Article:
5. binmode isnt a no-op in the *nix world anymore afaiui. Its necessary to open multibyte character files in byte mode.


      ---
      demerphq

      <Elian> And I do take a kind of perverse pleasure in having an OO assembly language...
        The latter was new to me. But then, it's something that was added for the ongoing Unicode support effort which is (historically speaking) relatively new. Thanks for the pointer.

        Makeshifts last the longest.

Re: Delivering "portable" code between POSIX and Windows
by dws (Chancellor) on May 11, 2003 at 17:10 UTC
    1. What considerations should I take to make sure that code that runs clean (with strict, warnings, diagnostics, -T) on POSIX systems will continue to run clean on Windows systems?

    Avoid features that aren't portable to Windows, and test on both platforms. I've never noticed an appreciable difference with -T / strict / warnings.

    2. Is there any change to @INC or the shebang between these systems I should worry about?

    Unless you're using Apache on Win32, the path part of the shebang line is ignored. The paths in @INC are going to be different, but what you probably care about is whether the packages your application expects are there are not. Test.

    3. When delivering the application itself, should I also bundle the required modules that it uses?

    That depends on your user base. If doing a CPAN install or running PPM is going to be an obstacle for them, then bundle what you need and use lib.

    4. What about using the modules as "local packages" under the application directory itself?

    See 3.

    5. how would cmd.exe (NT/XP) vs. command.com (98/ME) vs. /bin/sh differ in their interpolation in this regard?

    Shell meta-characters aren't completely portable across platforms. Beyond that, test.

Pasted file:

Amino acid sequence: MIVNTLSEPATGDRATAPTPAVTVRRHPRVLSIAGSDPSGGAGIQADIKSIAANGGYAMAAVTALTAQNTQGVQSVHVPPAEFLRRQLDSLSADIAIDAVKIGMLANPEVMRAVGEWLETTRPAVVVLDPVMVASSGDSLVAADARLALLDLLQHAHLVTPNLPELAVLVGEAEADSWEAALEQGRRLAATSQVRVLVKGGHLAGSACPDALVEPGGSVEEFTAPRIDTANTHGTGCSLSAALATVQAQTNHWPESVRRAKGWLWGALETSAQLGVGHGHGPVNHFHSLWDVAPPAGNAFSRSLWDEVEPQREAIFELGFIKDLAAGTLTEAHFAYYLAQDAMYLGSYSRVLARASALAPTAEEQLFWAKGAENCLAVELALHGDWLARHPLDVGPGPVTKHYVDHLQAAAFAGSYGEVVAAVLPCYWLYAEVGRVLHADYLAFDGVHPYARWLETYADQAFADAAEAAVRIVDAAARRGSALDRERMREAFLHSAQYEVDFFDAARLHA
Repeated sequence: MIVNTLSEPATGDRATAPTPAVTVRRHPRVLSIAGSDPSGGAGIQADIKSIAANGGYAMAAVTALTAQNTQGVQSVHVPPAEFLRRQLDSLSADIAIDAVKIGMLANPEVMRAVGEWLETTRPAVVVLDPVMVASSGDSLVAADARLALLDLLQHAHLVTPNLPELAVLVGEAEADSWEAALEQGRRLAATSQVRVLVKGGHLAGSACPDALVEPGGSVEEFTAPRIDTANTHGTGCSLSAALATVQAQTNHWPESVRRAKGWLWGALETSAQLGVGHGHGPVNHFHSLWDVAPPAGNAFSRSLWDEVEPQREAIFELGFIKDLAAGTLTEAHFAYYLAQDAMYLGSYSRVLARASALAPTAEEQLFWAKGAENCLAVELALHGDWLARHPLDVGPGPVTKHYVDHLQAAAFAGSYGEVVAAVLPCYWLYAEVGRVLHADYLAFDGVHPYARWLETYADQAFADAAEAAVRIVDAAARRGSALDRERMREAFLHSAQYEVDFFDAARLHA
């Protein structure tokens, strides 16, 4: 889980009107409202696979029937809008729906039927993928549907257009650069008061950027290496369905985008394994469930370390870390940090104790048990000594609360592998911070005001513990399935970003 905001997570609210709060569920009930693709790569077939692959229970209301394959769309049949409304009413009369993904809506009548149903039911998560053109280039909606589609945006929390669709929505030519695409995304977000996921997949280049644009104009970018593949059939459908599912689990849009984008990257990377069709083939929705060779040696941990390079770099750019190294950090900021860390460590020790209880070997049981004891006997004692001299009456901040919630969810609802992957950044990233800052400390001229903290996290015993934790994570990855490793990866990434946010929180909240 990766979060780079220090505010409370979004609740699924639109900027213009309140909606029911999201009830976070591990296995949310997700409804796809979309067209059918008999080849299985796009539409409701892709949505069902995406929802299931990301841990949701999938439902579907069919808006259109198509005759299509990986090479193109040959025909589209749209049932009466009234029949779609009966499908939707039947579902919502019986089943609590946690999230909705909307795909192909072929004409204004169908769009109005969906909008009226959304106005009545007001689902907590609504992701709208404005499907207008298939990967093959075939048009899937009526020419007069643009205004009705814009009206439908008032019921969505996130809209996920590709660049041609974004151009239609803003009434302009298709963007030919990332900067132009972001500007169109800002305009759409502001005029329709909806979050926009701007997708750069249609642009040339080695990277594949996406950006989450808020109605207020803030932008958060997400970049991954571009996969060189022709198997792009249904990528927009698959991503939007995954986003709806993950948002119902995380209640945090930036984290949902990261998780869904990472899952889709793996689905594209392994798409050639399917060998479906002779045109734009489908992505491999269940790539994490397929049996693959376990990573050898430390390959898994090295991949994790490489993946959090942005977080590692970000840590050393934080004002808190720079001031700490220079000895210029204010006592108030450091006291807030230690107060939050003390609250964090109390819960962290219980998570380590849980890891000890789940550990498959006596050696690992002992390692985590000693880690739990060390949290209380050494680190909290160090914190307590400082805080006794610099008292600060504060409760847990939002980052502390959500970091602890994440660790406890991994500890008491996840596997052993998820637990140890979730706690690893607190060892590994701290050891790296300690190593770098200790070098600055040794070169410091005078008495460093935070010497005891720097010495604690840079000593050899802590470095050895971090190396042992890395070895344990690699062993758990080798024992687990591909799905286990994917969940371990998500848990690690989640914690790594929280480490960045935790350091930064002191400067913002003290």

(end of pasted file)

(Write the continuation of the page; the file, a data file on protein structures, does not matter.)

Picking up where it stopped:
6. What about operations like open(), sysread(), and system()? Do they need specific "precautions" as well when run on Windows?

    If you want to write binary data portably, use binmode() to prevent newlines from getting translated, and use the "network portable" pack() formats. Use of system() depends largely on what you're trying to invoke, and whether it exists on the target platform.

    Any insight from those who have done this?

    If you run into messy platform differences is some area, consider writing the equivalent of a Java Interface class (or an abstract base class) that hides the differences behind the interface, then write platform-specific subclasses. Write factory methods that cough up the appropriate platform-specific subclass.

    This may sound like generic advice, but it worked well on an 80KLOC Perl middleware server with a web front end and a database back end.

      This may sound like generic advice, but it worked well on an 80KLOC Perl middleware server with a web front-end and a database back-end.

      And is employed by File::Spec as well as few other places in the standard(ish) modules.


      ---
      demerphq

      <Elian> And I do take a kind of perverse pleasure in having an OO assembly language...
Re: Delivering "portable" code between POSIX and Windows
by mandog (Curate) on May 11, 2003 at 18:14 UTC

    This is a tiny thing but, if you expect to move code back and forth between UNIX and Windows append a space at the end of the shbang line

    "/usr/bin/perl -wT\r\n"

    ...is not valid Perl on UNIX

    "/usr/bin/perl -wT \r\n"

    ...works just fine on both platforms.

    Alternatively, you can explain to people how to turn on ASCII mode in their ftp client



    email: mandog
Re: Delivering "portable" code between POSIX and Windows
by demerphq (Chancellor) on May 11, 2003 at 20:10 UTC

    Since a list seems to be the style....

    1. NT is a POSIX compliant OS. If you are worried about -T then you will need to create a new file assocation on top of the standard associations if you want people to avoid having to do "perl -T script.pl". One thing that seems to be a convention in the *nix world is scripts with no extension. Win32 doesn't like files without extensions. It doesnt know what to do with them, so make sure _all_ you scripts have extensions.
    2. Shebang has limited utility on Win32. I don't bother with it with anthing but -l and -i, and even then rarely. Others have dealt with this point as well as it can be.
    3. A key issue here is going to be how much binary code you have, either directly or indirectly. The vast majority of Win32 perl users dont have C compilers and arent comfortable with using cygwin/gcc (although this is a viable, but slower way to do things.) This means their only source of binaries will typically be you and AS. So if you are using stuff that AS doesn't keep online on PPM you will have problems. BTW, this usually means that they dont even have make or nmake or dmake. I dont know about PAR, but if I were you I would be making sure that all the modules I depend on are part of AS library, and work with the versions they provide (they aren't usually as up to date as the CPAN ones.)